Is Floyd Mayweather Jr. a true champion?
By Yannis Mihanos: “He that is of the opinion money will do everything may well be suspected of doing everything for money” Benjamin Franklin.
Most recently, I heard Floyd Mayweather Jr. (50-0, 27 KOs) talking again about his record of reaching over a billion dollars in revenue. That’s super impressive for any athlete in any sport to catch, and it’s a great deal of money.
It’s a great business achievement, but what has to do with a true champion? Shouldn’t we fans be speaking about his boxing marvels rather than his great material possessions?
I’m sure that boxing fans would have looked at Mayweather differently if he had one or two losses on his boxing record, even if he could still boast that he is the richest and best fighter in the world.
What remains, in reality, is this lack of evidence: “We never saw how he handles defeat.” Handling defeat and bouncing back is an element you find in all true champions because as natural is to win is also natural to lose.
Former WBC heavyweight champion Deontay Wilder was on 42-0 with an astonishing knockout ratio until he accepted to face someone equal to his stature: a 50-50 fight. He knew the risks, but he agreed on the terms, and now that he’s been beaten for the first time, it is the right type of test to see what he is made of.
This kind of situation never happened with Mayweather, whether he was too good or his opponents were too bad. There can never be a definite answer only more questions like this one: Did Floyd Mayweather Jr face his opponents when he needed to or when he wanted to?
A sham champion will do his best to face his opponents when he wants to, not when he needs to. He will find any possible excuse to delay any potential danger until its no longer one.
It isn’t as easy as it looks, and I will explain more about it later, but that’s more or less his true intention: To avoid full contact and have maximum benefit.
Our new modern society encourages this a lot: avoid all pain and get into the easy shortcuts.
That’s one way to become a sham champion in our days. To his defense, a sham champion does not like working so hard, and I have to say that Mayweather was always extremely hardworking and dedicated to perfect his way, totally obsessed with details. Because his opponents weren’t exactly opponents of the neighborhood: some of them were real hard hitters, real badasses in the ring and life that even at their worst they could inflict some severe damage, they could easily knock somebody out, they were also champions: Marcos Maidana, Oscar De La Hoya, Miguel Cotto, Juan Manuel Marquez, Canelo Alvarez, Manny Pacquiao were just some of them.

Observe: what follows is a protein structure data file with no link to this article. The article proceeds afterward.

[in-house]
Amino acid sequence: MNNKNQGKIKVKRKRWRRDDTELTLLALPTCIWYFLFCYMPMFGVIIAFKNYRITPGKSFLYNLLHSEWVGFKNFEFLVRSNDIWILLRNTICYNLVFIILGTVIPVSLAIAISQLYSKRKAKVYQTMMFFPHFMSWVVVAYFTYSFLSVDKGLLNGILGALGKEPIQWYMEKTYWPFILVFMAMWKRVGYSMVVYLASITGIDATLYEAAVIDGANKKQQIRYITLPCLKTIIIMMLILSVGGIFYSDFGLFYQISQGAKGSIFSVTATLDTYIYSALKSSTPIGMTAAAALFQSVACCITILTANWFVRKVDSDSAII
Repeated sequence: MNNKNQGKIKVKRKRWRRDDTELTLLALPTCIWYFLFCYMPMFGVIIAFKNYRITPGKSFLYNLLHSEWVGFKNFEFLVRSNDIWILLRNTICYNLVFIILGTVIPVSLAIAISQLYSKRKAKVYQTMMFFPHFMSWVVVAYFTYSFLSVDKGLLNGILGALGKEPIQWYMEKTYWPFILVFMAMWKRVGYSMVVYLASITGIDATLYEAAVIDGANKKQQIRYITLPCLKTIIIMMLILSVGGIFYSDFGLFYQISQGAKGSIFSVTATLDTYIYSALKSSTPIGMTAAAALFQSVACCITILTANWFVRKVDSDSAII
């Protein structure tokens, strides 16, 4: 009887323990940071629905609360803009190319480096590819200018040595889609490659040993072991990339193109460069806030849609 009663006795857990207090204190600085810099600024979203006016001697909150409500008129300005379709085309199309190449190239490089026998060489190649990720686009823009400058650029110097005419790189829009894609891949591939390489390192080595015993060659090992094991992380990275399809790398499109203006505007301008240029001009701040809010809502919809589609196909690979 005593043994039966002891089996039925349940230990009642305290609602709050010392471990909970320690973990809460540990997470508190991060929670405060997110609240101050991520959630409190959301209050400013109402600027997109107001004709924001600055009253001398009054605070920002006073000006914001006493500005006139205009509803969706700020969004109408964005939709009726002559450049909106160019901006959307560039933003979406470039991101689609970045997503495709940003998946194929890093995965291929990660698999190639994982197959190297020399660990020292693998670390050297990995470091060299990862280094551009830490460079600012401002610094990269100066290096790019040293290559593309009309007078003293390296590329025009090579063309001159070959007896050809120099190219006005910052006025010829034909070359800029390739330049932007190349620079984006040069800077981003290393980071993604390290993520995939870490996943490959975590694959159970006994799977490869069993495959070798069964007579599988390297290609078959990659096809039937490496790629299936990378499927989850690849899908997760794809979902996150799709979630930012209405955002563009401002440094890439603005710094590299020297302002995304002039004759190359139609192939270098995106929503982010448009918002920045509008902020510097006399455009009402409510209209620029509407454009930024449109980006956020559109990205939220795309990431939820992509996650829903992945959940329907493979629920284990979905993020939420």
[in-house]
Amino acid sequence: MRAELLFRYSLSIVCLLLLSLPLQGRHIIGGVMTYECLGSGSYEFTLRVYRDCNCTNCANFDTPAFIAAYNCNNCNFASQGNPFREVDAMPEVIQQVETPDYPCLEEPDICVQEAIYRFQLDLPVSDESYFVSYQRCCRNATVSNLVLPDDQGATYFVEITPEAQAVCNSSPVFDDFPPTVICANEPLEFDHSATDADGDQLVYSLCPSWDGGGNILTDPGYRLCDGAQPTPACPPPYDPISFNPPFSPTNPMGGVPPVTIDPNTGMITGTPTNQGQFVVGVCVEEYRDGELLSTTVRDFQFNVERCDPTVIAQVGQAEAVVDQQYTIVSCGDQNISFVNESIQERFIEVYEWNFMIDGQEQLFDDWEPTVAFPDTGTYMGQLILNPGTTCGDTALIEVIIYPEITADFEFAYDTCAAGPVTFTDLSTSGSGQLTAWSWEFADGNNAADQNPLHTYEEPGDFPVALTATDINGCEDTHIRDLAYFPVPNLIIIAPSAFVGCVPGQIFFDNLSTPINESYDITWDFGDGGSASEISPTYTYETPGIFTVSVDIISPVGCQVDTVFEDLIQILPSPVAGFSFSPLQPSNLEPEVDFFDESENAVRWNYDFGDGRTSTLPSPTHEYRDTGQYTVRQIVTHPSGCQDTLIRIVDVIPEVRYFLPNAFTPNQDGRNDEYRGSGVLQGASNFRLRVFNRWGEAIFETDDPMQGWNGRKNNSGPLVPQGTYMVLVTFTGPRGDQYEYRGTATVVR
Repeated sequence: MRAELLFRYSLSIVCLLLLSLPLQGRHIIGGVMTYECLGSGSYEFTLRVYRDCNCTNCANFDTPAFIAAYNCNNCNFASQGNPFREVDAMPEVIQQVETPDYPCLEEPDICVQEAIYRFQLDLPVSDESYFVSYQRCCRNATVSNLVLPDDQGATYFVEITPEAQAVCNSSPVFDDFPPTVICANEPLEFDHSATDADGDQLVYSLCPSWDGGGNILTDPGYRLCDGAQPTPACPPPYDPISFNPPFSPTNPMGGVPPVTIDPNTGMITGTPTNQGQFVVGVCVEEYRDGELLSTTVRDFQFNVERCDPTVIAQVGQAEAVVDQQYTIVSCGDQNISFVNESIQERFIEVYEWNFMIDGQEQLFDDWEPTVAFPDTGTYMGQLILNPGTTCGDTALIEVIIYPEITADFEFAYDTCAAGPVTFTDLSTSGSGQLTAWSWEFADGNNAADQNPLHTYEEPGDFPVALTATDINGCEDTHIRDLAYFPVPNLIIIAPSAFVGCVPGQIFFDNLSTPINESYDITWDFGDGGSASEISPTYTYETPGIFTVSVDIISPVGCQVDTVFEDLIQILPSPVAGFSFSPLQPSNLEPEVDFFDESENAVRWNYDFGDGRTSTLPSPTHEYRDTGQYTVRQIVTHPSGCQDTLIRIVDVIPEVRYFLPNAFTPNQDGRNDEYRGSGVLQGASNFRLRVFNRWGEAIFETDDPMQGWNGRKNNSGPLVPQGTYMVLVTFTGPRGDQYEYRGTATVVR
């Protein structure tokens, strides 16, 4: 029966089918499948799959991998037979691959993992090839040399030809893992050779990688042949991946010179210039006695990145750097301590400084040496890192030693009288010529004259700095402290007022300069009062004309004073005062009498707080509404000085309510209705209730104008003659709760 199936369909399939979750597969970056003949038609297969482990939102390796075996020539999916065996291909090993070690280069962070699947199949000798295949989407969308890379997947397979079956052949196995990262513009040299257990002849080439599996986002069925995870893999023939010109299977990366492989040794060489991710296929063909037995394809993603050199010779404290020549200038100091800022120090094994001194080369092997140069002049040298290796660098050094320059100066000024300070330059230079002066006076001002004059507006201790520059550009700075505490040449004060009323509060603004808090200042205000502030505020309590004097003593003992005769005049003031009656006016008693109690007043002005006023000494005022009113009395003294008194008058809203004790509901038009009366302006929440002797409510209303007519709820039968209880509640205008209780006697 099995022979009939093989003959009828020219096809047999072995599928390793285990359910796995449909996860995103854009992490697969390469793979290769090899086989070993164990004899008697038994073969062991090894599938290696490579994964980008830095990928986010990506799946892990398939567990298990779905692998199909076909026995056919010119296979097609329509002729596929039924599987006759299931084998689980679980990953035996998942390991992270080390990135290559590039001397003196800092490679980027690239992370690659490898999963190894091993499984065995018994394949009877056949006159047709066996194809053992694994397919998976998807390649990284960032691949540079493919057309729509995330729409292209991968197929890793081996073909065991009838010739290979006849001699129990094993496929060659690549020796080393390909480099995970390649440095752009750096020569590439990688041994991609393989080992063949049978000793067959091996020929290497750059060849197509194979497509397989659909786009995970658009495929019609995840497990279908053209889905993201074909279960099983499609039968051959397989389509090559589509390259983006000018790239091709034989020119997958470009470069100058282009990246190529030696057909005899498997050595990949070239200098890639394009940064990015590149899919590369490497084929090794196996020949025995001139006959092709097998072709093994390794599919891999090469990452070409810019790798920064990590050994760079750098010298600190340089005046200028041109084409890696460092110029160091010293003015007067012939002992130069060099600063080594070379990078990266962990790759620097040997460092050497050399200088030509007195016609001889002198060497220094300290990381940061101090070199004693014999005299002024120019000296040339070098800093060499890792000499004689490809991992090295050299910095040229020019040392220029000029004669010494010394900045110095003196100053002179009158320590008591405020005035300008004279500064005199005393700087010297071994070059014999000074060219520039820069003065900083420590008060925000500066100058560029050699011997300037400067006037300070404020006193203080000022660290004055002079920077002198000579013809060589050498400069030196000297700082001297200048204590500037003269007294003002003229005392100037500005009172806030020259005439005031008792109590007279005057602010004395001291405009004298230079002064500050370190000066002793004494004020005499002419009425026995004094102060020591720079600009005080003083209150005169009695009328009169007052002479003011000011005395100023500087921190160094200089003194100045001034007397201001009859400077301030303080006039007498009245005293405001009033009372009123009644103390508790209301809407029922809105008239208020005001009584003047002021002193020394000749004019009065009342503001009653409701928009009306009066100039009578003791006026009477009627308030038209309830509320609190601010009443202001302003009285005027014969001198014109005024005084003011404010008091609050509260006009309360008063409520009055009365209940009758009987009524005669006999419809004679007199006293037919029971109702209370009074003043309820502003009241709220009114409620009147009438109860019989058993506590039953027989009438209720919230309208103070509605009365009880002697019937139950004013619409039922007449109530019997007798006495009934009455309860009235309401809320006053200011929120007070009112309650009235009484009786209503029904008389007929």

Adrien Broner and Amir Khan have also tried to cherry-pick but with much less intelligence and willingness for hard work, and their results have been downright poor.
Canelo who is more focused and dedicated has followed the same plan with much success, he waits and fights people when they are easier to beat, his promoter Oscar De La Hoya has a big part in this. It is an irony because he was an ex-fighter, an ex warrior.
The 50-50 ratio defines a true champion.
Under the 50-50 ratio, the true champion will welcome any challenge and fight those he needs to fight, those who will bring value to the fans and his legacy.
A true champion chooses to fight even if the odds are set against him even if his back is against the wall, even if he may lose the crown. Because at least it’s for real. Victory, if gained, will be enormous, and defeat will be humbly accepted.
Nowadays, we don’t see this happening often because promoters protect their fighters. They see them as investments.
An old classic in literature is the book “Art of war” by Lao Tzu. The work inside makes a great deal of how to defeat an enemy, and many ways aren’t pretty. War isn’t pretty, and many times it isn’t fair either.
Boxing hasn’t been the fairest of sports. Also, we have all witnessed from time to time great twists of results.
Fighting not to lose is not the same as fighting to win. Yet it still adds a victory in the history books.
I’m going to wrap it up by saying that we all owe Floyd Mayweather Jr. a big thank you for giving us the contrast of emotions: someone to hate so much.
Whatever is the public opinion about him, he is still part of boxing history?
More Boxing News:
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- Tim Bradley says Shakur Stevenson could be the successor to Floyd Mayweather Jr.
- Mayweather justifies training Haney: ‘He’s NOT fighting Tank’
- Mayweather & Haney working out on mitts; Tank Davis still a problem
- Gervonta Davis days with Mayweather Promotions could be numbered
- Anthony Dirrell another option for Canelo Alvarez’s next fight
- Freddie Roach says Pacquiao might want Golovkin next
- Ryan Garcia options for next fight: Hector Tanajara and Mercito Gesta
- Andy Ruiz Jr. could face Chris Arreola in November
- Terence Crawford says Errol Spence’s style is suited for Danny Garcia